All that exists to contextualise Damascvs’s latest release, Rigour, are Luca Stefano’s previous singles, albums, video-releases and…
All that exists to contextualise Damascvs’s latest release, Rigour, are Luca Stefano’s previous singles, albums, video-releases and live shows — no interviews, minimal public statements and a diminished online presence. And thats exactly the point. Cape Town’s most recondite electronic artist is defined by nothing more than his sublime, mind-altering beatscapes. And with Rigour, Stefano’s second full-length in the last two years, this focussed artistry seems to have transcended any self-awareness that anchored A View/Her Dove (2013). His latest effort is a collection of 15 free-floating thoughts which somehow, when viewed empirically, come together as a mini-thesis on hazy hip-hop, progressive electronica and the daily grind.
The biggest shift in direction for Stefano on Rigour is its grittiness. Early works like ‘Blue Monarch’ and the winsome piano-based ‘Solly’ were finished with a perfect halcyon gloss, splicing airy synth chords with laid-back percussive elements. But right away, tracks like ‘Tile Shop Edit’ and ‘Somebody to Love’ are scuffed, imperfect surfaces in comparison; the beat in ‘Gotta Get My Life Out The Gutter’ literally plonks along through grimy distortion and a spillage of MIDI samples.
‘Mortal Illusionz’ is the murkiest experience on offer, closely resembling Stefano’s 12 minute audio-visual collaboration with Daniel Mark Nel’s (Swishy Delta) in February this year. Its rambling Djembe drum centrepiece speeds up the sauntering pace of the preceding ‘Wood Grain Spiral Staircase’, and this transition offers a unique culture clash in that French samples segue nicely into African percussion.
But this trip takes a turn for the worst, albeit briefly, with the hyperactive beep-fest ‘The Prestige.’ At 35 seconds, we’ve got to wonder whether it’s mere album filler or an essential piece in the unified whole. It hints at the brilliant, frenzied drum work of Manchester DJ Star Slinger on Volume 1, but just doesn’t last long enough to deserve the benefit of the doubt. Nevertheless, fellow mini-tracks ‘Up In The Morning’ and ‘Humble’ restore some faith in the idea. As simple, beat-spliced melodies they really do convince that good electronica doesn’t have to be an infinite loop with a few permutations, cut short at 6 minutes only for the sake of avoiding having to upload 15MB song onto Soundcloud. Sometimes its good to have made something short, finite and containable. This discipled wisdom is one of Stefano’s virtues on Rigour.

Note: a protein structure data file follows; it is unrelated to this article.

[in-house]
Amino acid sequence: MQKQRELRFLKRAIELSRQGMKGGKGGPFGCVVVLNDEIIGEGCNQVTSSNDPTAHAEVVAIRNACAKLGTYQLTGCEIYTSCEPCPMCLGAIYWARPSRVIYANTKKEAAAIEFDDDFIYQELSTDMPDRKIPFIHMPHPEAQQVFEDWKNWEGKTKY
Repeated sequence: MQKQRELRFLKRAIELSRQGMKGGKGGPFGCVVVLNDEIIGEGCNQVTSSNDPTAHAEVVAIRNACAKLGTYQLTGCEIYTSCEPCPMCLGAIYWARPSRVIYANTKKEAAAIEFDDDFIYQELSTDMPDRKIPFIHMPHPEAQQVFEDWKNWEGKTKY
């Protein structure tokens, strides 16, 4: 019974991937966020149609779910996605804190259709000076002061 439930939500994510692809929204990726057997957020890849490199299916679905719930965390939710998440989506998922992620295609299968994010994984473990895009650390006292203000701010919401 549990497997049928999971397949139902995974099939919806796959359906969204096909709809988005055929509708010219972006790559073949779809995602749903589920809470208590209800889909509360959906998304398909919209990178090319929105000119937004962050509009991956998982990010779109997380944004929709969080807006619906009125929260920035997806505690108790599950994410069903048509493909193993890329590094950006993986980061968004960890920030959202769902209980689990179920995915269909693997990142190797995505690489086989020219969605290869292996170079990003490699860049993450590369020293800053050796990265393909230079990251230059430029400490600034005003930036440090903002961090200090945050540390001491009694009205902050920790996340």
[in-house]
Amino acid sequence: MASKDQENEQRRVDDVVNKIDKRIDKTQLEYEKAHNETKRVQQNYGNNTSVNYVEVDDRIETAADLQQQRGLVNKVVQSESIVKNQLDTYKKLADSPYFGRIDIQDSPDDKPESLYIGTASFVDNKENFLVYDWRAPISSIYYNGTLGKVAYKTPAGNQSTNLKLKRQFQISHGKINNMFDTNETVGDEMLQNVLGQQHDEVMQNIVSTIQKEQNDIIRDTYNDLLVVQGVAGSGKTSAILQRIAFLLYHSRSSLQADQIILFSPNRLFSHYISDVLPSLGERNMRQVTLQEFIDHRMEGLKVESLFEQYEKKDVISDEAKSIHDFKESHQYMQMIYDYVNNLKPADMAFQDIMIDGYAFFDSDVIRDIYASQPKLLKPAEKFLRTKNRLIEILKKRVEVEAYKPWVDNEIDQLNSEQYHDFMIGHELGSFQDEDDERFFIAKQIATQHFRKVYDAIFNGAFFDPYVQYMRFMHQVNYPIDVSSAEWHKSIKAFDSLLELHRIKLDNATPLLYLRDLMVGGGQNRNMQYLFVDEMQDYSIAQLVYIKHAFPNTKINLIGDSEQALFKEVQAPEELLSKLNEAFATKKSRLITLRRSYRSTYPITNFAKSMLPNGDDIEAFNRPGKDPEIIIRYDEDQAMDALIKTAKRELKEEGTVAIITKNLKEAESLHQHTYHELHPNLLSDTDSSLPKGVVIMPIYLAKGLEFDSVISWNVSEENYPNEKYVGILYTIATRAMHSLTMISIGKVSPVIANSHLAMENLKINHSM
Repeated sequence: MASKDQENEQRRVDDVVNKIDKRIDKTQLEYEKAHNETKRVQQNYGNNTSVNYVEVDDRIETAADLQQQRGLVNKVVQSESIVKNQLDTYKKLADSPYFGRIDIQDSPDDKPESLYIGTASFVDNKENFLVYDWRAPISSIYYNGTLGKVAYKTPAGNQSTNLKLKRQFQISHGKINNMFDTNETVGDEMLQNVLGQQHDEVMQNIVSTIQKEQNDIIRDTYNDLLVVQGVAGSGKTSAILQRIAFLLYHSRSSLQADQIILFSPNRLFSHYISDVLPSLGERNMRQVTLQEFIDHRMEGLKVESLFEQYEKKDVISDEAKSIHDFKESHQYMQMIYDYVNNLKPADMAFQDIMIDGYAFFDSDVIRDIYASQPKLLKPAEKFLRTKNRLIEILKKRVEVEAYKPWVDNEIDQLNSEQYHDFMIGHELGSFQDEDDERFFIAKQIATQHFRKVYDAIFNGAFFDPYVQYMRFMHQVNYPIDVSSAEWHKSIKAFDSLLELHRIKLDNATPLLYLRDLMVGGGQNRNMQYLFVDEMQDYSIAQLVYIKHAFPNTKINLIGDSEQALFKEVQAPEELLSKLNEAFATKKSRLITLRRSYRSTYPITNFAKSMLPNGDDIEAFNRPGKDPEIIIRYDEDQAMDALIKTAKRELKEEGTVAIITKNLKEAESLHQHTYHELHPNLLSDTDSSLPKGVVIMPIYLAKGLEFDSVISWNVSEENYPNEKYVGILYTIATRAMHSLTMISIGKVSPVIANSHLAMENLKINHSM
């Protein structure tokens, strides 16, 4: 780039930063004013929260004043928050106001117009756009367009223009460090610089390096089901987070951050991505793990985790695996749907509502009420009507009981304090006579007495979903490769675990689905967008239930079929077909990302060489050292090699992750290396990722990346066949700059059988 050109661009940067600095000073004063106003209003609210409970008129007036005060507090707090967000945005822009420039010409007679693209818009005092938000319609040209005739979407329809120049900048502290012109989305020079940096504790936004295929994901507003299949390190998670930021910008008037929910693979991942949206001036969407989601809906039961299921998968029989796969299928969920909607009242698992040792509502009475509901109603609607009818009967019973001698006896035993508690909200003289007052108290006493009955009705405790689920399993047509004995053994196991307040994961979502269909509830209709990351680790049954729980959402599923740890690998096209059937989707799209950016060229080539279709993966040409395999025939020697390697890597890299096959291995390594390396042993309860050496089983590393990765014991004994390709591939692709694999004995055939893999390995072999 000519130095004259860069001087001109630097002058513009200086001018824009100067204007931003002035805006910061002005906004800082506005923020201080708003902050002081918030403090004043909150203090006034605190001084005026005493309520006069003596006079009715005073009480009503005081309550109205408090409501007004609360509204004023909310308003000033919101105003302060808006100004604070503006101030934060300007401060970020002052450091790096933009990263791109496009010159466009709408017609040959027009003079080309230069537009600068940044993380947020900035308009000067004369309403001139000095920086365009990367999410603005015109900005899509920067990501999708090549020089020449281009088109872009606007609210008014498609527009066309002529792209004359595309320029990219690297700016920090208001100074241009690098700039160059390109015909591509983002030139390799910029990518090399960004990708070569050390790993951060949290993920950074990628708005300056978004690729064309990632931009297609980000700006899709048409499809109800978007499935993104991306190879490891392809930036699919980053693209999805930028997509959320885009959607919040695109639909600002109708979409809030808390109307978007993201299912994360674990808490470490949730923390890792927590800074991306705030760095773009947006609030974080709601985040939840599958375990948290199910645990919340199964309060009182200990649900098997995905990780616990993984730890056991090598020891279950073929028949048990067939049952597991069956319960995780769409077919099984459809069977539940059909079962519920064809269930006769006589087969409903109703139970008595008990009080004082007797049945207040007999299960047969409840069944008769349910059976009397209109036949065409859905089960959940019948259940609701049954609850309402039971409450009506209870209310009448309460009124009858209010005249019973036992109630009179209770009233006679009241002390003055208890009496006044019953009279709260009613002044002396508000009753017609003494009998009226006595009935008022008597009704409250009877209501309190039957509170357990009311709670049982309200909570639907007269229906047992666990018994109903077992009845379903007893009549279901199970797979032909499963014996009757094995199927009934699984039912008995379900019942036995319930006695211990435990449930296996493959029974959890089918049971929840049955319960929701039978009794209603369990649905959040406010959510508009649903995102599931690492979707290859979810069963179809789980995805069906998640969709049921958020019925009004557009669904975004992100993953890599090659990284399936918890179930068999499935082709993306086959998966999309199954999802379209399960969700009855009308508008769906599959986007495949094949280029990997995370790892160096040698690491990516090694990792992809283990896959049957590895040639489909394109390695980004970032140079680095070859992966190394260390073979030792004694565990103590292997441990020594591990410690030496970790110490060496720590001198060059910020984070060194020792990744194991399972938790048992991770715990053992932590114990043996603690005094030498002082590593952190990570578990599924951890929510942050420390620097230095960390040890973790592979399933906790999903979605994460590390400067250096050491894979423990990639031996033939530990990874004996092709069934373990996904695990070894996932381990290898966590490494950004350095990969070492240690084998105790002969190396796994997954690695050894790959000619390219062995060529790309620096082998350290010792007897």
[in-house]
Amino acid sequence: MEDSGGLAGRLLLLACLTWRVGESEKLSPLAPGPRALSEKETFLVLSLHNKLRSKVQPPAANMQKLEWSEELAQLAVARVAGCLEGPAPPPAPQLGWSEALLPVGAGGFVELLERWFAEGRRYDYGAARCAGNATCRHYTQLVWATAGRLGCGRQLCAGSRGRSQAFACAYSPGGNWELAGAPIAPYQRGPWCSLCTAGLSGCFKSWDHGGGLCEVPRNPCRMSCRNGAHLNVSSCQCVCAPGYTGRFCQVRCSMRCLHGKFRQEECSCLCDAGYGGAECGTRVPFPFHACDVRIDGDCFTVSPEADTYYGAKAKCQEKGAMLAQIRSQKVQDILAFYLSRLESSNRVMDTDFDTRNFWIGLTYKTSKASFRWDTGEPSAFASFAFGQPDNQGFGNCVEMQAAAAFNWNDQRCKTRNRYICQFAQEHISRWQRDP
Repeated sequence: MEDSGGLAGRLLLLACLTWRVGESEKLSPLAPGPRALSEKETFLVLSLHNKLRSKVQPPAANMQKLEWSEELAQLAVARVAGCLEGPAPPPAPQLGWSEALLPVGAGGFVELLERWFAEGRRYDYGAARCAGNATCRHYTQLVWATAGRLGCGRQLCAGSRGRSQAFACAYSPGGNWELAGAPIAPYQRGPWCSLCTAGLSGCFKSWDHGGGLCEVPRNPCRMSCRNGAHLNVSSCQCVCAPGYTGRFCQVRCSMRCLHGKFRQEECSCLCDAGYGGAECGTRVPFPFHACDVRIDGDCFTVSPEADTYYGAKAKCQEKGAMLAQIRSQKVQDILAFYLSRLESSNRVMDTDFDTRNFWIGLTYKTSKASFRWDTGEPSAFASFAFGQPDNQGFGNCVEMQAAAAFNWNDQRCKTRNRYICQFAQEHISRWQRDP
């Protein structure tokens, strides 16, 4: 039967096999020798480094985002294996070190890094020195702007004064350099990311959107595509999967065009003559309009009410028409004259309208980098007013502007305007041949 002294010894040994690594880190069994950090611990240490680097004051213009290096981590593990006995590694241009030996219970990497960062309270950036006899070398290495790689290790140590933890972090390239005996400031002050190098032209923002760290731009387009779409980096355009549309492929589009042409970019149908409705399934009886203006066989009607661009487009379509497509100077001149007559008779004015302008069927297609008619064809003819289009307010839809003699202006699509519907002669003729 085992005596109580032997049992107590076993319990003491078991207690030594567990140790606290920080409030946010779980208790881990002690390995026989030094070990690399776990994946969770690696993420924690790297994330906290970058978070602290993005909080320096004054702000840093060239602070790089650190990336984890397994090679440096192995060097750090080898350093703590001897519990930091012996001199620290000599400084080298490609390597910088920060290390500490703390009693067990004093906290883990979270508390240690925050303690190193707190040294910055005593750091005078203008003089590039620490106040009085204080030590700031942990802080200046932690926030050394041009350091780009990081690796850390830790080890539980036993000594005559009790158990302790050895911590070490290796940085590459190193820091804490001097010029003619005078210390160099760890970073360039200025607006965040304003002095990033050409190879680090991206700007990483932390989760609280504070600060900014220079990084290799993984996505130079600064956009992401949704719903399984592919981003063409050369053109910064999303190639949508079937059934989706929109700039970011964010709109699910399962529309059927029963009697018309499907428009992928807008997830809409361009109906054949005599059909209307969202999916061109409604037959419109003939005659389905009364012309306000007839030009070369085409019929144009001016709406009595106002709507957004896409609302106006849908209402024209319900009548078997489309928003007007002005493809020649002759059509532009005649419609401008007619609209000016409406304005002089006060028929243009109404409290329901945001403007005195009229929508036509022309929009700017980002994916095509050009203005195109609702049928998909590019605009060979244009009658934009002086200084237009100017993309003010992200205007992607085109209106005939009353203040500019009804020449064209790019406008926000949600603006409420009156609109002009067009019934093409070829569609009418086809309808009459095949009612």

Like most honest artworks, Rigour will divide its observers. Some will miss the straightforward danceability of A Let Down Part (2012) and songs like ‘Jazz (from Utah)’, and look at Damascvs’s new complexities with a saudade chip on their shoulder. But stuff them. Because others, those who listen to Rigour from its first to its last beat, will be gratified to experience its transcendental effects. And don’t be mistaken, this isn’t the exclusive reserve of electronic die-hards. At only 36 minutes, Rigour is even shorter than a typical live set, and it’s in this context, Damascvs’s only true context, that it’s best enjoyed by anyone: swirling, swaying, and bopping away in primal uninhibitedness in a cloud of smoke and lights before a small stage, anywhere, with Stefano hunched over the tools of his trade.